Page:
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DF Interview: Dan Abnett illuminates his new Dark Ages
By Byron Brewer
The medieval world is locked in war. As a godless mercenary company slogs across Europe in search of sustenance and coin, they encounter a demonic force born not of hell, but of somewhere else entirely.
Dark Horse Comics reteams the creators that brought readers Vertigo’s The New Deadwardians, Dan Abnett and I.N.J. Culbard, to deliver medieval sci-fi action in … Dark Ages!
To get to the bottom of this ongoing book, Dynamic Forces jumped in the office Wayback Machine and discussed the comic book with Abnett, a seven-time New York Times best-selling novelist and cosmic comics chronicler par excellance.
Dynamic Forces: Dan, how does it feel to reunite with your old pal, I.N.J. Culbard, from New Deadwardians?
Dan Abnett: It’s great! Before we finished New Deadwardians, we were already talking about working together again. Ian brings so much to the table. He’s not just a great artist, he also writes, so when I send him a script he has a way of interpreting it that’s unlike many other artists. When we’re working on a project we have long conversations about the storytelling and the elements that should appear on the page. Ian’s research is always spot on and he contributes a huge amount to the process. He’s a pleasure to work with.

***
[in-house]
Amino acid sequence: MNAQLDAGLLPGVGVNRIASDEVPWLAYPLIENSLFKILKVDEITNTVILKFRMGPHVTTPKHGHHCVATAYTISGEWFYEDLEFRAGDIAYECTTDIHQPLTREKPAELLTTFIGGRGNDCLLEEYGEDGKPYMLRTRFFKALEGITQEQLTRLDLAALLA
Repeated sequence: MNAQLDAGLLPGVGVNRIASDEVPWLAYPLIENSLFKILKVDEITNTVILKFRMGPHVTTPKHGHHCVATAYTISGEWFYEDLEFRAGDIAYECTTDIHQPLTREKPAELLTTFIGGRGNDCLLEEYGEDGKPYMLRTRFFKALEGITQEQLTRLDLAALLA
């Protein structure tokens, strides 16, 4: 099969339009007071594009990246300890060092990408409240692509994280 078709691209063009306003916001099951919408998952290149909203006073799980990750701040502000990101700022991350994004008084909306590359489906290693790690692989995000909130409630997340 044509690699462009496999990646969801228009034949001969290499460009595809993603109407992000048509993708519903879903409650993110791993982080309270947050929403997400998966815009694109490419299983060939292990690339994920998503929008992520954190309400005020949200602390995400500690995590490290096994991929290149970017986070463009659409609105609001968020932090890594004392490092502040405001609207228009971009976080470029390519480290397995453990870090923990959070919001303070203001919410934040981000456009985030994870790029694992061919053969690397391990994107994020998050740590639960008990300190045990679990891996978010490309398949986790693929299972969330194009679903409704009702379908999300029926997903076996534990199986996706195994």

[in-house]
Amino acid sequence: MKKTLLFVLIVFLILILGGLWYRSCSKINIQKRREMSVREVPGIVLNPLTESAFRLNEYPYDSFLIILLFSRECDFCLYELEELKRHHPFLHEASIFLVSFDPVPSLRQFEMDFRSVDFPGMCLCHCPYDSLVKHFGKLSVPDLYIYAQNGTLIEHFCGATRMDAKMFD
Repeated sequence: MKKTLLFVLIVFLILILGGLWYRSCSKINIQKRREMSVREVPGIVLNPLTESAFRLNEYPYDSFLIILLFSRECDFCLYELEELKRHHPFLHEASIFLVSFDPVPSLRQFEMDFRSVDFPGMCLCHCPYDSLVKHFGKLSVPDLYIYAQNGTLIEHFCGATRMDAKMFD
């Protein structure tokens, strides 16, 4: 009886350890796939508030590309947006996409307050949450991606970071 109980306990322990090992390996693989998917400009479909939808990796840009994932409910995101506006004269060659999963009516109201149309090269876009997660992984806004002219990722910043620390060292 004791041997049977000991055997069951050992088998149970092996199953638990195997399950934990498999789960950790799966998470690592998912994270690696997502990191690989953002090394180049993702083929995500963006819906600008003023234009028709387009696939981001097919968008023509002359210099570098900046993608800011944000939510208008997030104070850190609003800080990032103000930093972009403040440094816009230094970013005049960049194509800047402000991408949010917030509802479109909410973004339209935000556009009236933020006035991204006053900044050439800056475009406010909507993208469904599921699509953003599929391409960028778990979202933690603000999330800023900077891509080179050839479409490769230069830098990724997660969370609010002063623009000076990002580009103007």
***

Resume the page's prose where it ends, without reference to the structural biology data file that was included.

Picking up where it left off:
DF: Tell us a little bit about how Dark Ages came to be, winding up at Dark Horse.
Dan Abnett: All the things Ian and I do together (and there are more things in the pipeline) are very different from each other. They each have their own distinct flavor. That’s part of the fun. They’re also what’s commonly known as mash-ups. So we draw together elements that might not seem to be likely bedfelllows. For example the elevator pitch for New Deadwardians was Downton Abbey meets The Walking Dead. Running ideas and scenarios led me to the idea for Dark Ages and as I explored it and extrapolated it I began to get very excited about its potential. For Dark Ages, Ian and I talk in terms of Kingdom of Heaven meets Starship Troopers.